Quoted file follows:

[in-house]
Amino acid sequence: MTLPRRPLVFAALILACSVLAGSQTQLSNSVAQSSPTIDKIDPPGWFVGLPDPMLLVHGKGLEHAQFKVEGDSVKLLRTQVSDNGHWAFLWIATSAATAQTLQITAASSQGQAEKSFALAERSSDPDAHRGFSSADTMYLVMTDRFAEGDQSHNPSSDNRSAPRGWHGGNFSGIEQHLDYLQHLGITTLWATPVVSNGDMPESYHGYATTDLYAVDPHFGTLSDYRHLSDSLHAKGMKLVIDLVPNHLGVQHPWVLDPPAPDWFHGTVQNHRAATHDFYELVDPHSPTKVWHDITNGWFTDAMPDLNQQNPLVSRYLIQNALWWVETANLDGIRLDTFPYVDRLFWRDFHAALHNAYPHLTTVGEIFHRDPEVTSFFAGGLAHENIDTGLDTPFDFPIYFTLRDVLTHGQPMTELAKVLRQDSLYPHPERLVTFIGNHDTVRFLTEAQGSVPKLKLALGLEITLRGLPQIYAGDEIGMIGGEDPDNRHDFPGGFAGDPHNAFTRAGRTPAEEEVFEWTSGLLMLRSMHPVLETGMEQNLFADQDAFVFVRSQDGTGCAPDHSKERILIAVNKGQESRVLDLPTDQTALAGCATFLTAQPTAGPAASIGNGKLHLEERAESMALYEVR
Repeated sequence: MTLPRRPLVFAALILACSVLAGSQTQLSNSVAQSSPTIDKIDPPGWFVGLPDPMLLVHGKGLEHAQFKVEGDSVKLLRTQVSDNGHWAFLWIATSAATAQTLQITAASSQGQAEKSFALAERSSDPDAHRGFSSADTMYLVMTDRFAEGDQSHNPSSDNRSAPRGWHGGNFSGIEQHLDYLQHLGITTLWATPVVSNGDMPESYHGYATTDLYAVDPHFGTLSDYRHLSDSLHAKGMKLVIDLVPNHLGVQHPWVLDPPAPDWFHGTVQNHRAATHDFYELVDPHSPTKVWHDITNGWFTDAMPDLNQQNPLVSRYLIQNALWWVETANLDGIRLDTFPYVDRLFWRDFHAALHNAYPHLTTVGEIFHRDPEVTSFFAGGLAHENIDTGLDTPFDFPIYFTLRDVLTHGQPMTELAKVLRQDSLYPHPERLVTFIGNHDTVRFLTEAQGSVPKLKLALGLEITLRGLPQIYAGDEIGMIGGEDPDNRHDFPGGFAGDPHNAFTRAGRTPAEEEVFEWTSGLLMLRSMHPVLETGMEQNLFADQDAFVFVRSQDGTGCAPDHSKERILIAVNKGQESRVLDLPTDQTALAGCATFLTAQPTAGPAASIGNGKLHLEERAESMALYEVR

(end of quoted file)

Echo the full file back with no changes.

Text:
[in-house]
Amino acid sequence: MTLPRRPLVFAALILACSVLAGSQTQLSNSVAQSSPTIDKIDPPGWFVGLPDPMLLVHGKGLEHAQFKVEGDSVKLLRTQVSDNGHWAFLWIATSAATAQTLQITAASSQGQAEKSFALAERSSDPDAHRGFSSADTMYLVMTDRFAEGDQSHNPSSDNRSAPRGWHGGNFSGIEQHLDYLQHLGITTLWATPVVSNGDMPESYHGYATTDLYAVDPHFGTLSDYRHLSDSLHAKGMKLVIDLVPNHLGVQHPWVLDPPAPDWFHGTVQNHRAATHDFYELVDPHSPTKVWHDITNGWFTDAMPDLNQQNPLVSRYLIQNALWWVETANLDGIRLDTFPYVDRLFWRDFHAALHNAYPHLTTVGEIFHRDPEVTSFFAGGLAHENIDTGLDTPFDFPIYFTLRDVLTHGQPMTELAKVLRQDSLYPHPERLVTFIGNHDTVRFLTEAQGSVPKLKLALGLEITLRGLPQIYAGDEIGMIGGEDPDNRHDFPGGFAGDPHNAFTRAGRTPAEEEVFEWTSGLLMLRSMHPVLETGMEQNLFADQDAFVFVRSQDGTGCAPDHSKERILIAVNKGQESRVLDLPTDQTALAGCATFLTAQPTAGPAASIGNGKLHLEERAESMALYEVR
Repeated sequence: MTLPRRPLVFAALILACSVLAGSQTQLSNSVAQSSPTIDKIDPPGWFVGLPDPMLLVHGKGLEHAQFKVEGDSVKLLRTQVSDNGHWAFLWIATSAATAQTLQITAASSQGQAEKSFALAERSSDPDAHRGFSSADTMYLVMTDRFAEGDQSHNPSSDNRSAPRGWHGGNFSGIEQHLDYLQHLGITTLWATPVVSNGDMPESYHGYATTDLYAVDPHFGTLSDYRHLSDSLHAKGMKLVIDLVPNHLGVQHPWVLDPPAPDWFHGTVQNHRAATHDFYELVDPHSPTKVWHDITNGWFTDAMPDLNQQNPLVSRYLIQNALWWVETANLDGIRLDTFPYVDRLFWRDFHAALHNAYPHLTTVGEIFHRDPEVTSFFAGGLAHENIDTGLDTPFDFPIYFTLRDVLTHGQPMTELAKVLRQDSLYPHPERLVTFIGNHDTVRFLTEAQGSVPKLKLALGLEITLRGLPQIYAGDEIGMIGGEDPDNRHDFPGGFAGDPHNAFTRAGRTPAEEEVFEWTSGLLMLRSMHPVLETGMEQNLFADQDAFVFVRSQDGTGCAPDHSKERILIAVNKGQESRVLDLPTDQTALAGCATFLTAQPTAGPAASIGNGKLHLEERAESMALYEVR